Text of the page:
Sgt. Pepper and the Fall of the Soviet Union

This week marks the 30th anniversary of the Soviet Union's collapse.

By Timothy Furnish Published on December 27, 2021

It was 30 years ago…yesterday, the Russians told the Marxists “nay.” Over and above the admittedly lame song reference, there is one huge similarity between Sgt. Pepper’s Lonely Hearts Club Band and the USSR’s collapse. Both were hailed as earth-shaking when they first happened. And now both are largely seen as over-rated. On the Beatles album, see the “Retrospective Appraisal,” here. For an analysis of the end of the Evil Empire, keep reading.

The Soviet Threat Was Real

For those apt to roll their eyes and grumble “OK, Boomer,” know these facts: The Union of Soviet Socialist Republics encompassed 1/6 of the planet’s landmass. The Kremlin commanded the world’s largest military forces, some 2 million men. It also controlled 40,000 nuclear weapons by the early 1980s, far more than the U.S. The Soviets also actively worked to spread Marxism-Leninism around the world, and to undermine America’s allies whenever possible.

All this was done by a Communist dictatorship that also repressed its own population. “Enemies of the state” were regularly jailed, sent to psychiatric hospitals, or exiled to gulags in Siberia. The Orthodox Church, to which most Russians had belonged for centuries, saw thousands of churches closed. As many as 50,000 priests were executed. The remaining ones were cowed into abject submission. The ones that were not working for the KGB.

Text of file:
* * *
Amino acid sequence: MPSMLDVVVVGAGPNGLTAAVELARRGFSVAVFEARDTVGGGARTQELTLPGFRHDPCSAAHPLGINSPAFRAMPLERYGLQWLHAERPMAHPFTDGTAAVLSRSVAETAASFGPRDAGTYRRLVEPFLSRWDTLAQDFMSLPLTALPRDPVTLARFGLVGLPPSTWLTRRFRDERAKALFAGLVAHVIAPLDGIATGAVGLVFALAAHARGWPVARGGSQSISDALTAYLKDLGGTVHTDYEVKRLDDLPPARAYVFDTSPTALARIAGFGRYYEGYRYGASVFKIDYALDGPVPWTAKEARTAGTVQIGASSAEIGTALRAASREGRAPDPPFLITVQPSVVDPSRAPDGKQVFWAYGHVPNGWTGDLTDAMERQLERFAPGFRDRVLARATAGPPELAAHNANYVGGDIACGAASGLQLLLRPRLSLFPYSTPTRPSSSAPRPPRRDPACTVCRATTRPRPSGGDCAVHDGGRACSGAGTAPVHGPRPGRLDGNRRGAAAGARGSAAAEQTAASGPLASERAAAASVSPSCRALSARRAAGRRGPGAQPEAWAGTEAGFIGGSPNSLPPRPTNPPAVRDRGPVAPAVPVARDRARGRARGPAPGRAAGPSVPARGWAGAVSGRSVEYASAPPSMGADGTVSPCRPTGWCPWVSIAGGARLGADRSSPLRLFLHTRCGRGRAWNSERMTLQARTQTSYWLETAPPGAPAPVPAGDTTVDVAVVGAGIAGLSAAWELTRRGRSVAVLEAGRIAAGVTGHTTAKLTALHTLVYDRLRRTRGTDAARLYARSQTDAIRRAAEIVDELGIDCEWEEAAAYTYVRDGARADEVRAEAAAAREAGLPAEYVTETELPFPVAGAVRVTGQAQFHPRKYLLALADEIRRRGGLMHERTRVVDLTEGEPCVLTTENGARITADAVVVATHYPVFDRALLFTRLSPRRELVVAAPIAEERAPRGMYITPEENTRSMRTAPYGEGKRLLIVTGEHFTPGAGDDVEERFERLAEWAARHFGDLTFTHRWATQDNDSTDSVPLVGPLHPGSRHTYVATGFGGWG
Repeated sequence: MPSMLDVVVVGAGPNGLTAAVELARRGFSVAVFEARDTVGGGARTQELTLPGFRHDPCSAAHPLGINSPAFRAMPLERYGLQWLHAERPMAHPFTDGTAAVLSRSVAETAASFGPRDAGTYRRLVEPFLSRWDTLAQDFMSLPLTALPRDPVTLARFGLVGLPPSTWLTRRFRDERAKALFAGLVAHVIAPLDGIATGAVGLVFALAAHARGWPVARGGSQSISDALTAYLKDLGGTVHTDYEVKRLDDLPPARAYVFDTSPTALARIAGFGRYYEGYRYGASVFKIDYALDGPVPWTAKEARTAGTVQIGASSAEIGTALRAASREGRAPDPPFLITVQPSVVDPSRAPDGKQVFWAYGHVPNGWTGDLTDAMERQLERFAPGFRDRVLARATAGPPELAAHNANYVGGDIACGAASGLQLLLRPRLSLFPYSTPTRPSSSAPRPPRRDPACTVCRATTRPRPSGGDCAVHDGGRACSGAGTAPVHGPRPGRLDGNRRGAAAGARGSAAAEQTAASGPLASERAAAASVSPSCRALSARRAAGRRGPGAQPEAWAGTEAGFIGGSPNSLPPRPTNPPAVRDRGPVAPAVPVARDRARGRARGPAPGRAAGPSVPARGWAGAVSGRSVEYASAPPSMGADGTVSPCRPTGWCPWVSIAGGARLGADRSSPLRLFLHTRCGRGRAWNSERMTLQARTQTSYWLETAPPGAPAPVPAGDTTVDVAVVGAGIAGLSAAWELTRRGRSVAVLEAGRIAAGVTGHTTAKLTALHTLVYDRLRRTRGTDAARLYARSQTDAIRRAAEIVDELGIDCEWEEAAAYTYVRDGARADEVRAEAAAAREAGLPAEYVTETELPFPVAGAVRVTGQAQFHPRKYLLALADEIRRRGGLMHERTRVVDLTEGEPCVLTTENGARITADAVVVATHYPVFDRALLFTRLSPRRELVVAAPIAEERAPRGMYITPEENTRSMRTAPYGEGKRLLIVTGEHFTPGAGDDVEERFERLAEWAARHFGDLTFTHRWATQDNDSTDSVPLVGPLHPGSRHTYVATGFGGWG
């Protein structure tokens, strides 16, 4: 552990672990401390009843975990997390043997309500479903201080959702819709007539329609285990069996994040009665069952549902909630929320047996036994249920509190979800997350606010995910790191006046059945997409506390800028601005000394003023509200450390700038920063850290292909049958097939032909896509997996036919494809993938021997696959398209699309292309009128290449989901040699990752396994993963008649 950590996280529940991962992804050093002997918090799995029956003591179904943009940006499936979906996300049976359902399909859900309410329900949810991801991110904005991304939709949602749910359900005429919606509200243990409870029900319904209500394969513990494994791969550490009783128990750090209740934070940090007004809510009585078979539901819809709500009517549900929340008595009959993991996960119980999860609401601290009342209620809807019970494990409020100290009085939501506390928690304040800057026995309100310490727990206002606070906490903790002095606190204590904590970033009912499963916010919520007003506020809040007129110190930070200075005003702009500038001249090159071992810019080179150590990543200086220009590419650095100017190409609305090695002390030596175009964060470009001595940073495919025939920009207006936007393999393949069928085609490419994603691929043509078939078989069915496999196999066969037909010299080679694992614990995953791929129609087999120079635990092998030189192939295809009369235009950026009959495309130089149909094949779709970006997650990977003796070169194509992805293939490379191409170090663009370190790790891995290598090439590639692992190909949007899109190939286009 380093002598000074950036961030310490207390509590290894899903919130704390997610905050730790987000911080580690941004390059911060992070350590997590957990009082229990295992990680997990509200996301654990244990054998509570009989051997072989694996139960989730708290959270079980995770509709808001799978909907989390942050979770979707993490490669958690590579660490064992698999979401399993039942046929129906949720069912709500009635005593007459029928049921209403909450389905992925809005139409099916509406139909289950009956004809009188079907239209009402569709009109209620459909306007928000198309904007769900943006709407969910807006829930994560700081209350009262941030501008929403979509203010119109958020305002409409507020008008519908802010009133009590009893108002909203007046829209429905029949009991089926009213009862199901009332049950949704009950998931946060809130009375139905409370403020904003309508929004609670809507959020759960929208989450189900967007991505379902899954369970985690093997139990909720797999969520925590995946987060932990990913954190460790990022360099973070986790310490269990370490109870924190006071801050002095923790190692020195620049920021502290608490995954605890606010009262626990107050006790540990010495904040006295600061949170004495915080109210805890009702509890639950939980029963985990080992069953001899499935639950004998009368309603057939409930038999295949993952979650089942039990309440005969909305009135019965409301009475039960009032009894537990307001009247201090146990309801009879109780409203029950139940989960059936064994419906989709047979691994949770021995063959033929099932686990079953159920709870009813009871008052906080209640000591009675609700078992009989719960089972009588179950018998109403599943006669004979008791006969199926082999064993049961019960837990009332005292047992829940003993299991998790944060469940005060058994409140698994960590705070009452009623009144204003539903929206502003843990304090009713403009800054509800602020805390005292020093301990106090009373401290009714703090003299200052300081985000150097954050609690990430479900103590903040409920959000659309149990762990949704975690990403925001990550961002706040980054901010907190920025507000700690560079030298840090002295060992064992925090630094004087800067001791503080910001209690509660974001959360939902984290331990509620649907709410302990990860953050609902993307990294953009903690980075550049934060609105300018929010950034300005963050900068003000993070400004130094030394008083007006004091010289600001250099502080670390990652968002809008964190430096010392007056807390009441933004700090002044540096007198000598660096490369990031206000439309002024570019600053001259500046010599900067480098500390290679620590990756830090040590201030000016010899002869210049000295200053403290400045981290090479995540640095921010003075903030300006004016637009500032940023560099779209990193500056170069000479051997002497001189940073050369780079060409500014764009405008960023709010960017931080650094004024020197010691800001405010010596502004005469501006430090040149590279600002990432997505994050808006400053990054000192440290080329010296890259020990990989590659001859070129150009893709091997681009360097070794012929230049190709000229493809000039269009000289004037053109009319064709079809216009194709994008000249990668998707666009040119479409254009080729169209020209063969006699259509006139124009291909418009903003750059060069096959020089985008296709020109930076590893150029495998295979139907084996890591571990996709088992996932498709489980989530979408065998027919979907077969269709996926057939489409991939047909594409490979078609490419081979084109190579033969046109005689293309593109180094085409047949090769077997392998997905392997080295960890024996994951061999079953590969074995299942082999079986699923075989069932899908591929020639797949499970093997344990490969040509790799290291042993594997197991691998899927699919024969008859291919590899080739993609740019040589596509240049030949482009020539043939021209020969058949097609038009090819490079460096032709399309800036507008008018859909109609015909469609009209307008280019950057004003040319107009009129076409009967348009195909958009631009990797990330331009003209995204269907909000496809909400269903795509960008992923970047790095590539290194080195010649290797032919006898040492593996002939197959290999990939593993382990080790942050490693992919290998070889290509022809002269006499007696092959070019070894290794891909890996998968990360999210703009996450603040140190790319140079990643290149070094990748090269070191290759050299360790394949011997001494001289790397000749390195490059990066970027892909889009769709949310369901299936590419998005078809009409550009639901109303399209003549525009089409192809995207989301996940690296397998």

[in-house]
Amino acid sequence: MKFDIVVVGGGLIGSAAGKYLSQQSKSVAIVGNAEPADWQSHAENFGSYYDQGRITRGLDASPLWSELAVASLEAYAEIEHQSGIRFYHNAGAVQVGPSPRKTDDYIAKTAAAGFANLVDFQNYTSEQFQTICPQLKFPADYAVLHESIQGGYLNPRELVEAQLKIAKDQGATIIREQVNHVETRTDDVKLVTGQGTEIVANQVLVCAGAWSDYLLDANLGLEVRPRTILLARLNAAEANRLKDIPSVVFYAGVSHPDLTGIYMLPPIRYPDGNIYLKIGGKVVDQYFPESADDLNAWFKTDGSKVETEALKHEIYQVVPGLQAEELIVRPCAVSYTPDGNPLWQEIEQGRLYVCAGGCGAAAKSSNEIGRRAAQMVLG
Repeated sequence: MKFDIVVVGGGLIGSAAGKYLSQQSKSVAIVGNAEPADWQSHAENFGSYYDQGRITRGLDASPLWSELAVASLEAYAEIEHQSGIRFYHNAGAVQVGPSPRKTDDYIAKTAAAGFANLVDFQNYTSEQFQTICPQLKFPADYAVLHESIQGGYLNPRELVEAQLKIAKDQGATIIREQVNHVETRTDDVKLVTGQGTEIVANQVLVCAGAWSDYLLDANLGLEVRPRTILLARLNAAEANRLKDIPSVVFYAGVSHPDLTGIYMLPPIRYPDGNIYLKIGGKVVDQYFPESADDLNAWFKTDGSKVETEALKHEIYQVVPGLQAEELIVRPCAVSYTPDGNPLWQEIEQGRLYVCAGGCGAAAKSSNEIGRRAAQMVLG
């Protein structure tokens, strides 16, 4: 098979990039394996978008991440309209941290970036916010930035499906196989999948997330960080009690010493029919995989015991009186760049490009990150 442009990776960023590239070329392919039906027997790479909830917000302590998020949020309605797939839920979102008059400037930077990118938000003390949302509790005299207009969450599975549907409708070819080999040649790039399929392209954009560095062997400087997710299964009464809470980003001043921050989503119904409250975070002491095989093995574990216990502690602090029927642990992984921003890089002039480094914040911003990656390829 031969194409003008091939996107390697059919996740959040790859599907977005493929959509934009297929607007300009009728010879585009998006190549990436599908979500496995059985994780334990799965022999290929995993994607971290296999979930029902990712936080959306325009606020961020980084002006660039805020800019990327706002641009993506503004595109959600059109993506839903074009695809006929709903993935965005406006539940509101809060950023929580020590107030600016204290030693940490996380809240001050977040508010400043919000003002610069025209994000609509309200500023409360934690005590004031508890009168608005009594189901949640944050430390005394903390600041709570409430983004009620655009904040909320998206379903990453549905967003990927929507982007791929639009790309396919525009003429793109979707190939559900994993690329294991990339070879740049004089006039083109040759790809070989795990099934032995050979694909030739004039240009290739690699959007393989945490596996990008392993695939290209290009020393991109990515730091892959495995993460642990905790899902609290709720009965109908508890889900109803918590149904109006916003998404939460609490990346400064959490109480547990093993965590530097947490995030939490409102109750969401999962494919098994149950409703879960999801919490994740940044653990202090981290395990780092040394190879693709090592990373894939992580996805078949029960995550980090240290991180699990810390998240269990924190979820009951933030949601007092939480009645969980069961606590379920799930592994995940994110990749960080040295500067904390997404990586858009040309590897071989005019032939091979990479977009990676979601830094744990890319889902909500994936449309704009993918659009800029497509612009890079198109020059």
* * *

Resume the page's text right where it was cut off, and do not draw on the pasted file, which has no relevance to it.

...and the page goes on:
Ronald Reagan was right to call this polity the “evil empire.”

Fall of the USSR: Positives

So when on December 26, 1991, the upper chamber of the Soviet “parliament” voted to dissolve that state, it was a net gain for the world. The Cold War, which had begun right after World War II, was over. The looming threat of nuclear apocalypse greatly receded, especially as the U.S. and USSR both slashed those armaments (though they are still substantial). International Marxism lost its most powerful and strident proponent.

Democracy and capitalism both gained in stature and popularity. So much so, in fact, that scholars like Francis Fukuyama declared The End of History. His book of that title assured us that humans would never again argue over what form of government and economic system to utilize. Democratic capitalism was the logical end point of societal evolution. And the 60 million Orthodox Christians in Russia were once again able to practice their ancient faith.

Why Did It Fall?

Lest you forget, or perhaps didn’t know in the first place, three late Western leaders deserve the lion’s share of credit for this victory. President Ronald Reagan. British Prime Minister Margaret Thatcher. And Pope John Paul II, now Saint John Paul.

Reagan ditched the previous American presidents’ practice of playing defense. He built up our military and then, carefully but confidently, turned the tables on the Soviets by working to undermine their client states. Not just protect ours. And he supported the Strategic Defense Initiative, “Star Wars” to mindless critics. This helped bankrupt the Kremlin, as they tried to find ways to overcome the proposed American defensive space weapons. Reagan was also an eloquent defender of democracy and capitalism.

Overall, the world gained when the Russians took down the hammer-and-sickle flag. That should be obvious to anyone capable of a modicum of research.